Honoring the Heroic Service and Sacrifice of IMPD Officer Breann Leath
Topics: Indianapolis Motor Speedway
Congresswoman Susan W. Brooks
Congressional Record: 116th Congress
Extensions of Remarks
26 May 2020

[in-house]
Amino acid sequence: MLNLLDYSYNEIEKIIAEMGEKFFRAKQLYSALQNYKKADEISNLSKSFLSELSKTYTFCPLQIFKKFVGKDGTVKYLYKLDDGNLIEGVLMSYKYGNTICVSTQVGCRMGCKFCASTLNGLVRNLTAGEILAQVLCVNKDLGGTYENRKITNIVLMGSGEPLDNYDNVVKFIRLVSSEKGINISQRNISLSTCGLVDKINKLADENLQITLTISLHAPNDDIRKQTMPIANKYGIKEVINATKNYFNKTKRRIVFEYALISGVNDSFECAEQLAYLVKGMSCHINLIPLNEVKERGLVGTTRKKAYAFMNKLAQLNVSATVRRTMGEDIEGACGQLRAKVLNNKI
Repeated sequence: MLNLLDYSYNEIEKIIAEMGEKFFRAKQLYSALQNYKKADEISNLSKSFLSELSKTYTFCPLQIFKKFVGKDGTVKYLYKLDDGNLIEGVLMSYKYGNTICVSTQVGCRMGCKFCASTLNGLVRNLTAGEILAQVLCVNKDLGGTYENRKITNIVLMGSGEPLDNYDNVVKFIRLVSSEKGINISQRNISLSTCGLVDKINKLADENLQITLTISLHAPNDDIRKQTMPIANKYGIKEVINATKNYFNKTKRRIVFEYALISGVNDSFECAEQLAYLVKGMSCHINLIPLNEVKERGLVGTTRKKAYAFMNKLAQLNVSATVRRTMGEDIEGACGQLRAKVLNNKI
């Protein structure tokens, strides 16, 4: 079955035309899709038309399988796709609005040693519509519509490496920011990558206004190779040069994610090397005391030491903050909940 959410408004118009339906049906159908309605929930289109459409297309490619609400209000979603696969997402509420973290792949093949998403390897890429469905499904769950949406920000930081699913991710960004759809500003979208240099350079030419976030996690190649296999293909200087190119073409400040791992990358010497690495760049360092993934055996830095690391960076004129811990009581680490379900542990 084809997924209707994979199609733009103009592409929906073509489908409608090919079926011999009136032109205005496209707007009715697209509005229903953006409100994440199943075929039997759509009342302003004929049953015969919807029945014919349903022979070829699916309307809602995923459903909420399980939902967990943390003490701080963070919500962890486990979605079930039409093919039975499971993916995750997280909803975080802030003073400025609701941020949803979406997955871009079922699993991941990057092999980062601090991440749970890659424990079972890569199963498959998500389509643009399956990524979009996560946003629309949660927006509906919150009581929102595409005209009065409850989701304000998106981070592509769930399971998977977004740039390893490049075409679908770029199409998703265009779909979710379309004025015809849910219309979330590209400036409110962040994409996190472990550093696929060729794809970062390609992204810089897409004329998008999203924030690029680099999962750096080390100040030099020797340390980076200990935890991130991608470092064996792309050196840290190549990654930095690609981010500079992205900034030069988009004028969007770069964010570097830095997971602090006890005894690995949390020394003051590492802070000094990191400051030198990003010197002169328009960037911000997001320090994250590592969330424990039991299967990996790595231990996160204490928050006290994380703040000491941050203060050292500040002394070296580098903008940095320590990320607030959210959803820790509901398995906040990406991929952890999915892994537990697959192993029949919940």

Mrs. BROOKS of Indiana. Madam Speaker, it is with a heavy heart that I rise today to honor the life of an outstanding public servant, Indianapolis Metropolitan Police Department Officer Breann Leath, who served her city and country with principle and integrity. Tragically, Officer Leath was killed in the line of duty on April 9, 2020, while responding to a domestic violence call. Breann was born on December 30, 1995 in Hinesville, Georgia. Her family moved to Indiana and she graduated from Southport High School in 2014, where she served as captain of the dance squad. She was always a shining light in the eyes of her classmates and peers. She had a passion for public service, following in her father's footsteps who is also a police officer. After graduation, Breann enlisted in the Indiana Army National Guard and became a member of the military Honor Guard. Upon completing her service in the National Guard, Breann pursued her passion for service and protection by becoming a corrections officer at the Indiana Women's Prison. During her time at the Women's Prison, Breann recognized her true calling and passion for law enforcement. This prompted her to join the Indianapolis Metropolitan Police Department, known as IMPD. Officer Leath graduated the police academy in 2018, going on to serve and protect the people of Indianapolis for two and a half years. On April 9, Officer Leath pinned on her badge and went to work on what she thought would be an ordinary day on the job. She responded to a domestic disturbance call on the far east side of Indianapolis where she was fatally shot. Officer Leath laid down her life to protect her community from a dangerous individual. Her service demonstrates the bravery and commitment that she and her brothers and sisters in uniform display every day while her last moments reflect the ultimate sacrifice law enforcement officers can make. On April 16, I attended an historical event at the Indianapolis Motor Speedway (IMS) to honor the life and legacy of Officer Leath. Due to the Public health recommendations surrounding the pandemic of COVID-19, fellow officers and Hoosiers around the state took unprecedented actions to properly and safely lay Officer Leath to rest. As many as 1,900 people joined to watch a live broadcast of the 11 a.m. services across local media websites and on YouTube, tuning in to view the first funeral held at IMS in its 105-year history. The multiple suites at the Speedway were also used for officials and officers to pay respects at a safe social distance Just below the suites, four rows of patrol cars lined the 2.5-mile track, comprised of her shiftmates at IMPD's East District, her classmates in the department's recruiting class and other officers from across the state. Just over the horizon hung the Indianapolis skyline--a silhouette of the city that Leath spent her shortened life serving. Officer Leath was only 24 years old. A leader with an infectious smile and positive attitude, a veteran who served her country and a public servant who loved her community, Officer Leath is a shining example of the commitment to the oath of protection our men and women in uniform take, paying the ultimate price to protect the citizens of Indiana. She leaves behind her young son Zayn, her parents Tom and Jennifer, her sisters Jayla and Tiana, her aunt Sherry, uncles Yuri, Timothy Patrick and her grandparents David and Susanne Malone. Officer Leath will forever be missed by family, friends and her colleagues at the Indianapolis Metropolitan Police Department. The people of Indiana's Fifth Congressional District are eternally grateful for Breann's contributions to our Hoosier community and it is my privilege to honor her today. On behalf of all Hoosiers, I salute Officer Breann Leath for her impact and service to our community. I extend my deepest condolences to Breann's family, her friends, the Indianapolis Metropolitan Police Department, and the fellow officers who mourn her loss.
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